Leslie Jamison, “Which Creates Better Writers: An MFA Program or New York City?” The New Republic. “I think the volume asks quite a bit more: Not so much whether writers can be taught but what it means that they are getting taught, and what it means that we keep asking this question about the legitimacy of the discipline; what our anxieties about the institutionalization of writing might teach us. The volume asks who pays the bills, and how; and also how these flows of money—the pressures they generate and the institutional affiliations they produce—affect the work itself.” [N.B.: Jamison also just published an essay collection titled The Empathy Exams, one of the best books I’ve read this year.]
Haley Mlotek, “Tracing Ana,” The New Inquiry. “There was no label large enough for all the art that Mendieta made. That is, until she died, and there was one label for what she was: gone.”
Hilton Als, “The Sugar Sphinx,” The New Yorker online. “The diary [Kara] Walker keeps is not explicitly personal; it’s a historical ledger filled with one-line descriptions about all those bodies and psyches that were bought and sold from the seventeenth century on, when slavery became the American way of life and its maiming shadows pressed down on black and white souls alike.”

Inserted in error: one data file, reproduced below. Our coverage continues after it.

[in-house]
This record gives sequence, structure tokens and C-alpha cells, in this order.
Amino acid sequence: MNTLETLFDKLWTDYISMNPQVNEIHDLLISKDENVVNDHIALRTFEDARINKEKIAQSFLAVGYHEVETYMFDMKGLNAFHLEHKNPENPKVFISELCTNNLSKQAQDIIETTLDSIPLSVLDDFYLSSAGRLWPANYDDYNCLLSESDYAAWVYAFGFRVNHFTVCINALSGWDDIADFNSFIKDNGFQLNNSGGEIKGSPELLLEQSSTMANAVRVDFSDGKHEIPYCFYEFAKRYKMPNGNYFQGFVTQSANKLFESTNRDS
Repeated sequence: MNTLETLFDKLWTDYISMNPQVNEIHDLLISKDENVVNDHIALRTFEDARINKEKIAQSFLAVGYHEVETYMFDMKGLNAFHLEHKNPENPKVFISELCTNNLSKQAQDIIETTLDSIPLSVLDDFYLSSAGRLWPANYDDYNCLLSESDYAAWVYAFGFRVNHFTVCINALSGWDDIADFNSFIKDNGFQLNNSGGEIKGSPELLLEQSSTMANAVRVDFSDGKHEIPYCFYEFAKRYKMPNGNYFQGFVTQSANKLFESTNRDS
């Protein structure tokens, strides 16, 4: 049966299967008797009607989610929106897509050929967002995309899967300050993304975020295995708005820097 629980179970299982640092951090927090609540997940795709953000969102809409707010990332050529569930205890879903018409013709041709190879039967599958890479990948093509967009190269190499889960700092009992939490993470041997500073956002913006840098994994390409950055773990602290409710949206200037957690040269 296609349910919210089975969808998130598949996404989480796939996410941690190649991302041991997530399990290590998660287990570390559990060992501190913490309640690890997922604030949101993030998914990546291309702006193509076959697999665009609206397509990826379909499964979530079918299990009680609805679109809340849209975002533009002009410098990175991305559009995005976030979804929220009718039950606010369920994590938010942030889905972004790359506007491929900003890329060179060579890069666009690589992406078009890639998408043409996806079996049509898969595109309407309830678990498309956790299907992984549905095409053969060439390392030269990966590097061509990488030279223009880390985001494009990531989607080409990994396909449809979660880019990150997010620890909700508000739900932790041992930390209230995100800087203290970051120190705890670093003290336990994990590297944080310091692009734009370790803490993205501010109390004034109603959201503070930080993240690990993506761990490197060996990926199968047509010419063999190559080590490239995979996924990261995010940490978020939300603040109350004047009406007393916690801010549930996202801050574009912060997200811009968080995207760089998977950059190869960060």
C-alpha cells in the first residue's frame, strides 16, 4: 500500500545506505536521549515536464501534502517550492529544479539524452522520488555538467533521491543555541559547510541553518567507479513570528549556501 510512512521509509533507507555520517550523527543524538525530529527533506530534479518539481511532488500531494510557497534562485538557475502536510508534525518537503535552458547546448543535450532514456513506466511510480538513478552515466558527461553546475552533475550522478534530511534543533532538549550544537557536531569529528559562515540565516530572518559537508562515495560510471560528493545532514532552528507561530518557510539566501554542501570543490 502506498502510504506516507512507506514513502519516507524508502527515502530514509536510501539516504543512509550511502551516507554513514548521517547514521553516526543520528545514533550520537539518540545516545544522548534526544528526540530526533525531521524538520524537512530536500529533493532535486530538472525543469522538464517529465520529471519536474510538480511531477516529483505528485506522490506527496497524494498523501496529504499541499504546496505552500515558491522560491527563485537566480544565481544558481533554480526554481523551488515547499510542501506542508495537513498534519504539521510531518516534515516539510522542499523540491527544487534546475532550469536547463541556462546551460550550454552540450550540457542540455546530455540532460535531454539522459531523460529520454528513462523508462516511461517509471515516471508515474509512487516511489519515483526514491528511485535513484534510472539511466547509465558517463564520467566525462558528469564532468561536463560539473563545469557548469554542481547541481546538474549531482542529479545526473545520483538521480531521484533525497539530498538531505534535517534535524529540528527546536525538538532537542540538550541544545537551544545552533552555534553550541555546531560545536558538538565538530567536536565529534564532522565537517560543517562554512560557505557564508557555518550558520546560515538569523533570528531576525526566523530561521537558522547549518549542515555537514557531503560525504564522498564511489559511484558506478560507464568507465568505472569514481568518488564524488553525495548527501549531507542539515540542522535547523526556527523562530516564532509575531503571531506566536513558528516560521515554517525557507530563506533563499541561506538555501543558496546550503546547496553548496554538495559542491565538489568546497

Ruth Margalit, “The Unmothered,” The New Yorker online. “I had a mother, and now I don’t. This is not a characteristic one can affix, like being paperless, or odorless. The emphasis should be on absence.”
Nick Thorpe, “Why We Should Love Material Things More,” Aeon. “If Western consumer culture sometimes resembles a bulimic binge in which we taste and then spew back things that never quite nourish us, the ascetic, anorexic alternative of rejecting materialism altogether will leave us equally starved. Who, then, can teach me how to celebrate my possessions with the mindful, celebratory spirit of a gourmet?”
The first three ICP triennials were given titles that imparted their organizing themes: “Strangers,” in 2003, considered street photography and images of people unknown to us; “Ecotopia,” in 2007, was about environmental change; and “Dress Codes,” in 2010, examined fashion’s role in our lives. The title of this triennial, “A Different Kind of Order,” which includes 28 international artists (only eight of whom are women), brings to the fore the wholesale shifts that have upended photography during the ten-year span since the 2003 exhibition. What had been subtext is now the central focus, and there are nearly as many moving-image works as still photographs. The primary medium of several artists is not even lens-based.
No single theme emerges, despite the curators’ insistence that the apparent chaos of our moment is the titular “new kind of order.” What patterns the four curators discern feel kaleidoscopic, liable to sudden shifts, rather than stable and self-evident. Keywords defined in the catalogue’s introduction—“Analog,” “Collage,” “Community,” “Self-Publishing”—are hashtags as much as principles, and suitable for our transitional moment.